Scientists have an ethical obligation to submit creditable research results for publication. Moreover, as the persons directly responsible for their work, researchers should not enter into agreements that interfere with their access to the data and their ability to analyze them independently, and to prepare and publish manuscripts. Authors should describe the role of the study sponsor, if any, in study design; collection, analysis, and interpretation of data; writing the report; and the decision to submit the report for publication. If the supporting source had no such involvement, the authors should so state. Biases potentially introduced when sponsors are directly involved in research are analogous to methodological biases.
Editors may request that authors of a study funded by an agency with a proprietary or financial interest in the outcome sign a statement, such as "I had full access to all of the data in this study and I take complete responsibility for the integrity of the data and the accuracy of the data analysis." Editors should be encouraged to review copies of the protocol and/or contracts associated with project-specific studies before accepting such studies for publication. Editors may choose not to consider an article if a sponsor has asserted control over the authors' right to publish.
Reviewers must disclose to editors any conflicts of interest that could bias their opinions of the manuscript, and they should recuse themselves from reviewing specific manuscripts if the potential for bias exists. As in the case of authors, silence on the part of reviewers concerning potential conflicts may mean either that conflicts exist and the reviewer has failed to disclose them or conflicts do not exist. Reviewers must therefore also be asked to state explicitly whether conflicts do or do not exist. Reviewers must not use knowledge of the work, before its publication, to further their own interests.
Editors who make final decisions about manuscripts must have no personal, professional, or financial involvement in any of the issues they might judge. Other members of the editorial staff, if they participate in editorial decisions, must provide editors with a current description of their financial interests (as they might relate to editorial judgments) and recuse themselves from any decisions in which a conflict of interest exists.
PAGEPress journals strictly follows the ICMJE Protection of Research Participants policy detailed at http://www.icmje.org/recommendations/browse/roles-and-responsibilities/protection-of-research-participants.html. Patients have a right to privacy that should not be violated without informed consent. When informed consent has been obtained, editors may request authors to provide a copy before making the editorial decision. Authors can find a template for the Informed Consent here.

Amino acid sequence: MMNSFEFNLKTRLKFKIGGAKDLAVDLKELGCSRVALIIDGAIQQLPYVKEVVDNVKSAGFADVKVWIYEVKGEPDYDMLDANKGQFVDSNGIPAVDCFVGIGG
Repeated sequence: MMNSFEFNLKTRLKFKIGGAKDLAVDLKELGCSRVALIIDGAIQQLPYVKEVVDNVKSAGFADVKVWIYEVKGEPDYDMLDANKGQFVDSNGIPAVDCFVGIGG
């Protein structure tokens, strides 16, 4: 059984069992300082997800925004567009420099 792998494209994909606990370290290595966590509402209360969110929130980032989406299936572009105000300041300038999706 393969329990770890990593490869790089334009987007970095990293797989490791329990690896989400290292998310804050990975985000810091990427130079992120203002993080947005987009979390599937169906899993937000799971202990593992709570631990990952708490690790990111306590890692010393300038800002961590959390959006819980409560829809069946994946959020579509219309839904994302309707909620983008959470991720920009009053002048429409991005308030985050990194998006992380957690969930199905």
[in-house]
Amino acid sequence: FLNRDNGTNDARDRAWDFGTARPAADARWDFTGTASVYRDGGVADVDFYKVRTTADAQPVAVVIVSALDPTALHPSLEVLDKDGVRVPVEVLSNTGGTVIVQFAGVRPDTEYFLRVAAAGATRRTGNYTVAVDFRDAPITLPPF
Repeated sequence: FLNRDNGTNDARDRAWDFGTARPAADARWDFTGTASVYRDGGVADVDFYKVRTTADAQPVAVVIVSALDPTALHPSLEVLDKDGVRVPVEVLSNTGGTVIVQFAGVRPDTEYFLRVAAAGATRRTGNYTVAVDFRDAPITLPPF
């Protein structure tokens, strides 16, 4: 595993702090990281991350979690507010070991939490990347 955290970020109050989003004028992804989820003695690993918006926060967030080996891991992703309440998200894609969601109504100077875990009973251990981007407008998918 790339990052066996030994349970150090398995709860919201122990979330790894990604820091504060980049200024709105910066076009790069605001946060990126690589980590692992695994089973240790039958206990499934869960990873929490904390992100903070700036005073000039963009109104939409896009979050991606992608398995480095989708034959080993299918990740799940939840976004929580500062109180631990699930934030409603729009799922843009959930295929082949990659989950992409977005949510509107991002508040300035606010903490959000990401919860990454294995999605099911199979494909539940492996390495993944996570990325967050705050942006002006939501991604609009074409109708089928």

Manuscripts must be reviewed with due respect for authors' confidentiality. In submitting their manuscripts for review, authors entrust editors with the results of their scientific work and creative effort, on which their reputation and career may depend. Authors' rights may be violated by disclosure of the confidential details during review of their manuscript. Reviewers also have rights to confidentiality, which must be respected by the editor. Confidentiality may have to be breached if dishonesty or fraud is alleged but otherwise must be honored. Editors must not disclose information about manuscripts (including their receipt, content, status in the reviewing process, criticism by reviewers, or ultimate fate) to anyone other than the authors and reviewers. This includes requests to use the materials for legal proceedings.
Protection of Human Subjects and Animals in Research
When reporting experiments on human subjects, authors should indicate whether the procedures followed were in accordance with the ethical standards of the responsible committee on human experimentation (institutional and national) and with the Helsinki Declaration of 1975, as revised in 2013. If doubt exists whether the research was conducted in accordance with the Helsinki Declaration, the authors must explain the rationale for their approach and demonstrate that the institutional review body explicitly approved the doubtful aspects of the study. When reporting experiments on animals, authors should indicate whether institutional and national standards for the care and use of laboratory animals were followed. Further guidance on animal research ethics is available from the World Medical Association (2016 revision) and from the International Association of Veterinary Editors’ Consensus Author Guidelines on Animal Ethics and Welfare. When reporting experiments on ecosystems involving non-native species, Authors are bound to ensure compliance with the institutional and national guide for the preservation of native biodiversity.